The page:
In 1915, leaders of the Turkish Government, known as the Young Turks organized a plan to expel and massacre Armenians living in the Ottoman Empire. While reports may vary, most argue that there were approximately two million Armenians living in the Ottoman Empire at the time of the massacre. Anyways, by the early 1920s, after the massacres and deportations subsided, it is said around 1.5 million of Turkey’s Armenians were dead, with an increased number of them removed from the country. Today, the majority of historians consider this event as a genocide, which is the deliberate killing of a large group of people especially those of a particular ethnicity. What’s surprising to note is that the Turkish government does not acknowledge the enormity or scope of these events, despite constant talks from Armenians and social justice advocates throughout the world and to an extent, it is illegal to talk about what happened to the Armenians during this era in Turkey.
Now, let’s cut to the main part. The cruelty against the Armenians during World War I was administrated by the Turkish government between 1915 and 1918 where millions of Armenians were subjected to deportation, abduction, torture, massacre and rape. Many Armenians were removed from Armenia and Anatolia to Syria where they suffered from hunger and thirst, eventually dying off. Also important to mention is that women and children too suffered from these atrocities, being abducted and horribly abused. Not to mention, the remaining Armenians were dealt with between 1920 and 1923.
For the government, all you need to know is that the Committee and Union of Progress (CUP), commonly referred to as Young Turks, were the ones who carried out the genocide. They were controlled by three figures, forming a triumvirate and this triumvirate depended on other various members of the CUP to place their soldiers at posts in order to carry out the genocide. In addition, history tells us that those part of the Special Organization (this organization was sought by the government) roamed around under cover, and consisted mainly of convicts and troops. This organization’s main objective was to carry out the mass slaughter of the Armenians.
As for the casualties, an estimate of half a million Armenians died between 1915 and 1918 while between 1920 and 1922, ten million more victims were added to the total amount. Many others died thanks to starvation, exhaustion and epidemics which ravaged the concentration camps. About tens of thousands rushed to Russia to search for shelter in refugee camps while the vast majority of Armenians back in Constantinople avoided deportation; however, in 1918, the Young Turks directed the regime war towards Caucasus, where approximately 1,800,00 Armenians thrived under Russian domain. Also, the Ottoman forces had advanced through East Armenia and Azerbaijan, killing another huge round of people.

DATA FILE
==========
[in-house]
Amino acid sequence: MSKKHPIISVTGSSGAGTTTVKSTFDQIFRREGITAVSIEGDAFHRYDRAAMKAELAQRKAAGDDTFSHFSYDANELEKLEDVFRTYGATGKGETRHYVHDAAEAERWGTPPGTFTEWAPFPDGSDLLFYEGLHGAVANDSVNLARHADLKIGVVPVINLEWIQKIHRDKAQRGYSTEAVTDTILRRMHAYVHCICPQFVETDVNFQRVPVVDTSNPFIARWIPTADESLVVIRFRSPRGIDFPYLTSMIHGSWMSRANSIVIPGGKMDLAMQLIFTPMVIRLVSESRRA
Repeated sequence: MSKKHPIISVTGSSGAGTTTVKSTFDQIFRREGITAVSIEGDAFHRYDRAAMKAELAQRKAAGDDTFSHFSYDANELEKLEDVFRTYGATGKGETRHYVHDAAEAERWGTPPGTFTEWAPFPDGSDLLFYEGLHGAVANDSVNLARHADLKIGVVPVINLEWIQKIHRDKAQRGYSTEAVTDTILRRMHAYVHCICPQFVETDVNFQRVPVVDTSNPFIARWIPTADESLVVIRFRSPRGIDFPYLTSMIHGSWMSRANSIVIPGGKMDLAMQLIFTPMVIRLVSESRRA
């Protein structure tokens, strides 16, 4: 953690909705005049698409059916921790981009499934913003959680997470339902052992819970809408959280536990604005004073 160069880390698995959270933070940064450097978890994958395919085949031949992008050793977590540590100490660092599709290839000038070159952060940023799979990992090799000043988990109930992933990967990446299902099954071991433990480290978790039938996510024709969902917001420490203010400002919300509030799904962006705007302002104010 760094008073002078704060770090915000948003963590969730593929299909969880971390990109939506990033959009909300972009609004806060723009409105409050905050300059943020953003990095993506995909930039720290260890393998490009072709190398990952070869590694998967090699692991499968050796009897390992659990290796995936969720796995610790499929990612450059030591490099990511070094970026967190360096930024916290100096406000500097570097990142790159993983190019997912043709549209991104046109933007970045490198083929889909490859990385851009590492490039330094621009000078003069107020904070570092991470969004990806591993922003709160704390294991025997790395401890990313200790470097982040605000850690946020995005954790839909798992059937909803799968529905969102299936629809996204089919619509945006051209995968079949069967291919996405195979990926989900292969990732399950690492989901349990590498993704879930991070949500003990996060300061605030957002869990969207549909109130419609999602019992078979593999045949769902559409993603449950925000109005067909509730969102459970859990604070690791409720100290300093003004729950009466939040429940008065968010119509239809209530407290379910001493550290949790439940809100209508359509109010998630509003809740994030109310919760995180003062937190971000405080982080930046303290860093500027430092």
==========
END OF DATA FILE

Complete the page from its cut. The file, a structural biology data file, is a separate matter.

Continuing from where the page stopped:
Internationally, news broke out to the western parts of the world, notably America and Britain due to the witnesses of the genocide, such as US Diplomats for missionaries. Besides the Americans, the Germans, who were allies with the Turkish army in World War I, too witnessed the devastation of the Armenian population and reported their findings to their superiors. To see the wreck and havoc for themselves, the Russians took to the scenes while the Arabs in Syria noticed the terrible conditions of the deportees. Surprisingly, sometime later, many people (Turkish witnesses) who took part in the massacre gave testimony under oath to stop the Young Turk conspirators.
Therefore, due to news breaking out, Great Britain, America, Russia and France began advising the Young Turks that they would be held responsible for this particular crime against humanity. In the United States, the public lashed out against the mistreatment of Armenians and after the allied victors demanded the government to prosecute the Young Turks, relief efforts were started. America, Britain and Germany all contributed to kickstart these relief efforts but back in the Ottoman Empire, no efforts were made to repay the Armenians for the painful genocide they suffered from.
Finally, you must be wondering why the Armenian genocide even happened. Well, back in the day, when the Ottomans were expanding and World War I about to begin, the government at that time began plotting what would soon result in a genocide.
In short, with international aid coming in and most of the world knowledgeable about this event, the Armenian Genocide would be commemorated on April 24th as on the night of April 24th in 1915, the Turkish government arrested around 200 Armenian community leaders in Constantinople, letting the cat out of the bag.
And that is the sad story of the Armenian Genocide.